How to make rain

How To Make Rain

Exactly how do I bring Rain? With the help of the rainmaker I open my mind and focus my intent

How the rainmaker works

rainmakerThe rainmaker has a 72inch diameter (1.8 metre)  variable focus  octagonal mirror. I adjust this mirror to reflect the suns rays into any region needing rain. This can be anywhere in the world.

Magnetic Coils

There are magnetic coils under the mirrors. These coils are tuned to cause a spinning vortex of magnetic flux combining with ionized and heated air.

Negative Ionizers

The ionizers are placed around the mirror charge the air. This ionized air vortexes up into the atmosphere and attracts moisture to form rain. Even with blue skies there is plenty of relative humidity, moisture in the atmosphere.

Infrared Lights

There are 4 infrared spectrum lights placed around the mirrors. They allow the air to remain hot above the mirrors increasing the intensity of the ionized air vortex. These lights replace the sun’s heat at night allowing the machine to be operational 24 hours a day.

Pulsing Vibrations

While the rainmaker is operational  we allow the magnetic coils to relax their hold on the atmosphere every 6 hours This prevents severe weather events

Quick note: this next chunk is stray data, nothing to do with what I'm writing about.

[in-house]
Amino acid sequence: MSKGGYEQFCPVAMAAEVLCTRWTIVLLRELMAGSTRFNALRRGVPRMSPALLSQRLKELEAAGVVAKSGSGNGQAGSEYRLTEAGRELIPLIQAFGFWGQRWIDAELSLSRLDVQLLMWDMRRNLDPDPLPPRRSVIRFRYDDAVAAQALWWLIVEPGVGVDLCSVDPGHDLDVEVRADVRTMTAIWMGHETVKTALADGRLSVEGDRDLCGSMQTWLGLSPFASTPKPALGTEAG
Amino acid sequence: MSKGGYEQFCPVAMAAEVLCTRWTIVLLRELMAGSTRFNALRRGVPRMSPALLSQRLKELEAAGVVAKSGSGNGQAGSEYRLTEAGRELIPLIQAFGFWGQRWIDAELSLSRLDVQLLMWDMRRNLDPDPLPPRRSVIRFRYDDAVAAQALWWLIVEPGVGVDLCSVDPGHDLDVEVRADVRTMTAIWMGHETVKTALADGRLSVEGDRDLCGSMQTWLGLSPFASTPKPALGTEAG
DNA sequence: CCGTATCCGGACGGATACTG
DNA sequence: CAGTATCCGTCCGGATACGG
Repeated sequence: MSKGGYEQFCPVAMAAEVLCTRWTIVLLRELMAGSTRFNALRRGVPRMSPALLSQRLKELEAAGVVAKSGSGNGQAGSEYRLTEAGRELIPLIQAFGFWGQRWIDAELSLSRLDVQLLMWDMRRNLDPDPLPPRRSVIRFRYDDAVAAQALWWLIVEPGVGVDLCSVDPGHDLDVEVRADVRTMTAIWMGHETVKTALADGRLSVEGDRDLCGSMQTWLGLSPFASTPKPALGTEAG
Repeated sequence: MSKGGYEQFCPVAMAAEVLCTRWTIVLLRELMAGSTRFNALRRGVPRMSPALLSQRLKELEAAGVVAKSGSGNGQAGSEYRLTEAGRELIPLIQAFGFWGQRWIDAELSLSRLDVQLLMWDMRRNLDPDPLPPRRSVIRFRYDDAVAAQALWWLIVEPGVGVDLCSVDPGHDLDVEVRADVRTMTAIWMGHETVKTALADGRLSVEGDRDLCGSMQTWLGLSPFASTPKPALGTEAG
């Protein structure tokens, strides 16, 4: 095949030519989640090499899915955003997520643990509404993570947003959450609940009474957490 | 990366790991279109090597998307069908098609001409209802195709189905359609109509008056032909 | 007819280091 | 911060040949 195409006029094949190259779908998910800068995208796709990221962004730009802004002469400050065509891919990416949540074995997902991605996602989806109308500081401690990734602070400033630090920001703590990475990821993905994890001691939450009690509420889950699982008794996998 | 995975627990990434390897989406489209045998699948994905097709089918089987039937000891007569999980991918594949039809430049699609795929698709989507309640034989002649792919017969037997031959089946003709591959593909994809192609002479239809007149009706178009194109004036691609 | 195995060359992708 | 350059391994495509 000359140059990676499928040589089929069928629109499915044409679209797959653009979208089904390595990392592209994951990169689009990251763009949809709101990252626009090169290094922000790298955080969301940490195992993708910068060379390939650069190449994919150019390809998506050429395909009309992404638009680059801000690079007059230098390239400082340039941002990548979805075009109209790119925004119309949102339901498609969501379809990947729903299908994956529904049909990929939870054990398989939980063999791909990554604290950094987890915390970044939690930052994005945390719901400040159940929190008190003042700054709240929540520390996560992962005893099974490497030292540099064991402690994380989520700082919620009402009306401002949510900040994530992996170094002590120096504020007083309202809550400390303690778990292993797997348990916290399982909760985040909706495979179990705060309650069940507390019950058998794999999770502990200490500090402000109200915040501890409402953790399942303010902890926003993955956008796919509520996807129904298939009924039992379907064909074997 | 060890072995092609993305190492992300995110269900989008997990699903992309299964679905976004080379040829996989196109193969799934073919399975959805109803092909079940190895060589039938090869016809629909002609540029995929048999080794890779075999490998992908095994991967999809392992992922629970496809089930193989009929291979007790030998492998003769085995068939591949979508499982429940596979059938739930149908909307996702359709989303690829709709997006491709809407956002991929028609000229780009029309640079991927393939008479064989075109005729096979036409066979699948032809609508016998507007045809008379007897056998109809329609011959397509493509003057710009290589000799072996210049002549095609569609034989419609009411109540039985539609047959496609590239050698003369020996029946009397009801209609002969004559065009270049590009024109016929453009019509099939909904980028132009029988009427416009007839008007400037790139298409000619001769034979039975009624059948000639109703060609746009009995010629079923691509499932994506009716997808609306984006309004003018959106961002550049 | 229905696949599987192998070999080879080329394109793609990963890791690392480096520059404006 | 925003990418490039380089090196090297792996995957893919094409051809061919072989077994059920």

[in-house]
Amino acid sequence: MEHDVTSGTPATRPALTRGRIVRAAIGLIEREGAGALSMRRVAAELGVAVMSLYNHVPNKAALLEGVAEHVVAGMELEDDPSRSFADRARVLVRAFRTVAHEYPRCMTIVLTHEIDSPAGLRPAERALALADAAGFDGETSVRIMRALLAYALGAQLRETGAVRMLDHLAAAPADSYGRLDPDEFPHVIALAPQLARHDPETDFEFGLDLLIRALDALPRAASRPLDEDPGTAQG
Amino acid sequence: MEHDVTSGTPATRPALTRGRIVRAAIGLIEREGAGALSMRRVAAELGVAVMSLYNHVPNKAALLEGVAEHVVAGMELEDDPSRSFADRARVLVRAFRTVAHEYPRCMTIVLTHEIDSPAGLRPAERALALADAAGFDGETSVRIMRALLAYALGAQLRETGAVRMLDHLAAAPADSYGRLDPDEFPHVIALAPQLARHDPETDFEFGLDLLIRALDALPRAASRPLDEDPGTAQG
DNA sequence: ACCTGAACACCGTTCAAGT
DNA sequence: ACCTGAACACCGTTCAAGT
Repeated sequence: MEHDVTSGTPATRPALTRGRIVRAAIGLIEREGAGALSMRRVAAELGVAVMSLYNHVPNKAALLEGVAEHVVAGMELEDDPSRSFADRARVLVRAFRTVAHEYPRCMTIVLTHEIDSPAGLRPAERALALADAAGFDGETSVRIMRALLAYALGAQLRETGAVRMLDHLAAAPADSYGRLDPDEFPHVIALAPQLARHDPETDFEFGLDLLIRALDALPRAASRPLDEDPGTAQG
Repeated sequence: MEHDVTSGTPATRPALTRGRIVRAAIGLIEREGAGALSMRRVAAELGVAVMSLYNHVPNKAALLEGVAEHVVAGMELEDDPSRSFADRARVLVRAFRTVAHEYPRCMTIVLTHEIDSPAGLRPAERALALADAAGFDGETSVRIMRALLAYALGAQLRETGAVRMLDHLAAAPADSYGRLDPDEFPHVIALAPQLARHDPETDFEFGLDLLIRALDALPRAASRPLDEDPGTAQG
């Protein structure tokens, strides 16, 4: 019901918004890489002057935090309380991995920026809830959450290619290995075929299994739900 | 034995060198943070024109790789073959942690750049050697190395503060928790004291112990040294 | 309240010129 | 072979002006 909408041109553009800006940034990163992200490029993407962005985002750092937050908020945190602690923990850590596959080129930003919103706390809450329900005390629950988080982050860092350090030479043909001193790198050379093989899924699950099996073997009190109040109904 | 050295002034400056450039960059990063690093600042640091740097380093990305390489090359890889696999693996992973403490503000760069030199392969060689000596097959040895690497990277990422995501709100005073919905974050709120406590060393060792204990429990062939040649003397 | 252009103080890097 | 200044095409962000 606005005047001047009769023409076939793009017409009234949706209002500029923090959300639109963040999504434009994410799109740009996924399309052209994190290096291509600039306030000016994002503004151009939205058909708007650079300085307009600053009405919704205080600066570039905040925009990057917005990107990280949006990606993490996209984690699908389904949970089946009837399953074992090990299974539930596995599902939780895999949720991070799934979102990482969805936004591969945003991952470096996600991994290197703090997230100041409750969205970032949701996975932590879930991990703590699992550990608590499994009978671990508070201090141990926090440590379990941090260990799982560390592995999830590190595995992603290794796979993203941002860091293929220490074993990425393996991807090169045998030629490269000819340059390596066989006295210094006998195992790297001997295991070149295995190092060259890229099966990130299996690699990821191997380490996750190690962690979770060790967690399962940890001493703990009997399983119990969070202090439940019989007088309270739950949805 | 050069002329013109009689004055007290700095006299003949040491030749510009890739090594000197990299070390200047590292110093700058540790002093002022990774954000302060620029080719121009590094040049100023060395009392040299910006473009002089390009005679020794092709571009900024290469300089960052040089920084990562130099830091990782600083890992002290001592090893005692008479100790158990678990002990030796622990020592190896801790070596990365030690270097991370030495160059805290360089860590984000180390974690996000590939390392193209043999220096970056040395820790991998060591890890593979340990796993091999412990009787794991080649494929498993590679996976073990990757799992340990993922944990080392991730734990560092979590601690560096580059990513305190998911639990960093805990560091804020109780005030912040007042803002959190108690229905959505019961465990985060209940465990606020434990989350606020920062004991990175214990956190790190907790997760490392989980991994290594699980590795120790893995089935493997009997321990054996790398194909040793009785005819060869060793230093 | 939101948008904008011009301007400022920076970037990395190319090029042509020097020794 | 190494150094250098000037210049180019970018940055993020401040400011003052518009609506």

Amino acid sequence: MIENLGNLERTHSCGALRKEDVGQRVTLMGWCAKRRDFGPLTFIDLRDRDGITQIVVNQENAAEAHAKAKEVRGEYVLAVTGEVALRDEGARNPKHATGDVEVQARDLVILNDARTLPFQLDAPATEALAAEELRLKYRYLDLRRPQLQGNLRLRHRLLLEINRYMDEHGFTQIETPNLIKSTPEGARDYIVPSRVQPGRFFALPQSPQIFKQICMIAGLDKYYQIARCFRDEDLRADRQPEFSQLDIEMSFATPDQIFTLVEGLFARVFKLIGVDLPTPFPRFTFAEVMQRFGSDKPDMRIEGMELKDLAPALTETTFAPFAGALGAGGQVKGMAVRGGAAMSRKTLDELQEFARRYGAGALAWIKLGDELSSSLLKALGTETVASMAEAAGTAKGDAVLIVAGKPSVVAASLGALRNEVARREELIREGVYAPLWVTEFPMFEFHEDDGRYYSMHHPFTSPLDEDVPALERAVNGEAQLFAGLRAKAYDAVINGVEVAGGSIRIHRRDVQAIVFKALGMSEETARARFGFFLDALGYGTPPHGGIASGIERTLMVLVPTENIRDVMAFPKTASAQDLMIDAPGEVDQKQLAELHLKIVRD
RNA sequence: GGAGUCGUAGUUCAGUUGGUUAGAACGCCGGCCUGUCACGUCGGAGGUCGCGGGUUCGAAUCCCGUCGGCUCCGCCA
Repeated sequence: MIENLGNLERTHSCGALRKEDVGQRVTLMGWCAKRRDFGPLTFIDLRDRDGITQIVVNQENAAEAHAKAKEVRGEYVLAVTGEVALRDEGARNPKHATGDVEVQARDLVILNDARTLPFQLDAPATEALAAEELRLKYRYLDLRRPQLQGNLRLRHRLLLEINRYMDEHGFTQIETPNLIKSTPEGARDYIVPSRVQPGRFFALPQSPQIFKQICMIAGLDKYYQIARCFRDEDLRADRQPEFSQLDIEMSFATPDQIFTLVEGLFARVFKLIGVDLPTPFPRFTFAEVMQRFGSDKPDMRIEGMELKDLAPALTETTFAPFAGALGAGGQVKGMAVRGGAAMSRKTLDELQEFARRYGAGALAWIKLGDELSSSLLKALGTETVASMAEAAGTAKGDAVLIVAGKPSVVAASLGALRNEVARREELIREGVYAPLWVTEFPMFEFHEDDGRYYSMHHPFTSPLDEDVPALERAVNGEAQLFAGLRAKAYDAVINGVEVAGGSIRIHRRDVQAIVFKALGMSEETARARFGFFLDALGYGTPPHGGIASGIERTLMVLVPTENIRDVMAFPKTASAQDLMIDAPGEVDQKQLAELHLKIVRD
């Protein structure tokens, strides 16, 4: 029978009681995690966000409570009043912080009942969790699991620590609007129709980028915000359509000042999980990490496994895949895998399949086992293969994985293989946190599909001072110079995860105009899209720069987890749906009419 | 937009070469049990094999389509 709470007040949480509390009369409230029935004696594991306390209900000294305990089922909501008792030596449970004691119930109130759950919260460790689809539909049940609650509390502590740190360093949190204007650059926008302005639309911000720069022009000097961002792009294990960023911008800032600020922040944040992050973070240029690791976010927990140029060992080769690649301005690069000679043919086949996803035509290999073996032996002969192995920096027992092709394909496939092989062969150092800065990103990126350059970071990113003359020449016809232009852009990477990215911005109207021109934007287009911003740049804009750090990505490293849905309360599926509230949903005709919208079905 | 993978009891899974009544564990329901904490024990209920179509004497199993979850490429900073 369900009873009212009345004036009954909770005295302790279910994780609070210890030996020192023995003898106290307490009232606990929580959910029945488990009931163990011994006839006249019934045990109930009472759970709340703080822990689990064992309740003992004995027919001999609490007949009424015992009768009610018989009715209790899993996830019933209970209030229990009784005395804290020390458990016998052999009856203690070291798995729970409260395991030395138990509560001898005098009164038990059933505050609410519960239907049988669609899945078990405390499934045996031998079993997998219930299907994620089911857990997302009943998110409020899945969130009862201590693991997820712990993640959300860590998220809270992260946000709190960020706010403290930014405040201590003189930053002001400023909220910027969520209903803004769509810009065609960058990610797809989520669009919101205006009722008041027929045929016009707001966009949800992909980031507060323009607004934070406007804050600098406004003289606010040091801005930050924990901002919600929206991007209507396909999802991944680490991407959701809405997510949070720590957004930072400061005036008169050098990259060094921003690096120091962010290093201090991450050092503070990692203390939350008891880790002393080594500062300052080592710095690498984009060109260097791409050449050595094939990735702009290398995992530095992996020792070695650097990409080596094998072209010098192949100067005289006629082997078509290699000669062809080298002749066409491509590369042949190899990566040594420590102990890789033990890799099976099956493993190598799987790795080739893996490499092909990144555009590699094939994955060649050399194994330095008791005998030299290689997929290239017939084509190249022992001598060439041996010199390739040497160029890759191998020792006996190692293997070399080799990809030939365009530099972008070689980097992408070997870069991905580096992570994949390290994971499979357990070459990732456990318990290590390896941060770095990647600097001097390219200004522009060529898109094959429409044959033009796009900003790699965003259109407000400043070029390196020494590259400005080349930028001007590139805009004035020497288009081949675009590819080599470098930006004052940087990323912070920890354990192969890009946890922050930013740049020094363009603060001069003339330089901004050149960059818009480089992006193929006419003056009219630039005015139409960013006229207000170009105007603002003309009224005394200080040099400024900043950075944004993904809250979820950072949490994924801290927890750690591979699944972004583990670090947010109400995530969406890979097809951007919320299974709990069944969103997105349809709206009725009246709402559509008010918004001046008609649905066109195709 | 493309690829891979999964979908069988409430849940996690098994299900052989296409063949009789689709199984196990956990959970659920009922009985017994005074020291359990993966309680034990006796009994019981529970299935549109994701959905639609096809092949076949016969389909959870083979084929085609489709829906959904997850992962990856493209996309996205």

Tilting the Rainmaker

The machine is built to allow the mirrors to be tilted to focus more intently on the region  I’m focusing on. The whole machine can rotate to track the sun.

Unwinding Cyclones and Hurricanes

By beaming in a contrary rotating magnetic field beside the weather event I can cause cyclones and hurricanes to unwind or change direction

How Long Until Rain Falls

Clouds usually form within hours and rainfall expected normally within 24 to 36 hours over the  focused site

 

How to Make Rain with the Rainmaker

Atmospheric Ionization creates a vortex that draws in surrounding atmospheric water vapour which, depending on the charge, leads to cloud or fog formation and ultimately rain precipitation in targeted areas. Zonal Ionization can also deflect cyclonic storms from protected areas.

While rainfall can usually be generated over hot dry areas like Death Valley and Phoenix, Arizona, the results cannot always be predicted as this depends upon the amount of relative humidity as water vapour held in the atmosphere.

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